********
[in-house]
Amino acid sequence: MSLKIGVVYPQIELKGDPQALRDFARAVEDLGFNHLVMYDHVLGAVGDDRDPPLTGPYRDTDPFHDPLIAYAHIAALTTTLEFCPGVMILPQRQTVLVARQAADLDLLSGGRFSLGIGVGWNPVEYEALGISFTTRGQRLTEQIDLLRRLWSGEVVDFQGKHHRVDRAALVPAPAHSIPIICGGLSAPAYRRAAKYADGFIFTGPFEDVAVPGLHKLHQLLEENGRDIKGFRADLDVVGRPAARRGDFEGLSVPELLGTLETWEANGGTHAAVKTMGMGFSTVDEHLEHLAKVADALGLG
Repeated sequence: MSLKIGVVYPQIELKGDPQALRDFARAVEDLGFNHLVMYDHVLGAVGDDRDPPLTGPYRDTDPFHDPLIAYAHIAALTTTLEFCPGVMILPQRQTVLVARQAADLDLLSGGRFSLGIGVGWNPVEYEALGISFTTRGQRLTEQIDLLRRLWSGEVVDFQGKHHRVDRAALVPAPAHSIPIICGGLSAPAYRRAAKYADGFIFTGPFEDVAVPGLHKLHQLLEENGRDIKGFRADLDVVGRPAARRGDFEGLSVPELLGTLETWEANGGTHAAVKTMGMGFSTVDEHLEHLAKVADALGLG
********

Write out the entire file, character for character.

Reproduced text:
[in-house]
Amino acid sequence: MSLKIGVVYPQIELKGDPQALRDFARAVEDLGFNHLVMYDHVLGAVGDDRDPPLTGPYRDTDPFHDPLIAYAHIAALTTTLEFCPGVMILPQRQTVLVARQAADLDLLSGGRFSLGIGVGWNPVEYEALGISFTTRGQRLTEQIDLLRRLWSGEVVDFQGKHHRVDRAALVPAPAHSIPIICGGLSAPAYRRAAKYADGFIFTGPFEDVAVPGLHKLHQLLEENGRDIKGFRADLDVVGRPAARRGDFEGLSVPELLGTLETWEANGGTHAAVKTMGMGFSTVDEHLEHLAKVADALGLG
Repeated sequence: MSLKIGVVYPQIELKGDPQALRDFARAVEDLGFNHLVMYDHVLGAVGDDRDPPLTGPYRDTDPFHDPLIAYAHIAALTTTLEFCPGVMILPQRQTVLVARQAADLDLLSGGRFSLGIGVGWNPVEYEALGISFTTRGQRLTEQIDLLRRLWSGEVVDFQGKHHRVDRAALVPAPAHSIPIICGGLSAPAYRRAAKYADGFIFTGPFEDVAVPGLHKLHQLLEENGRDIKGFRADLDVVGRPAARRGDFEGLSVPELLGTLETWEANGGTHAAVKTMGMGFSTVDEHLEHLAKVADALGLG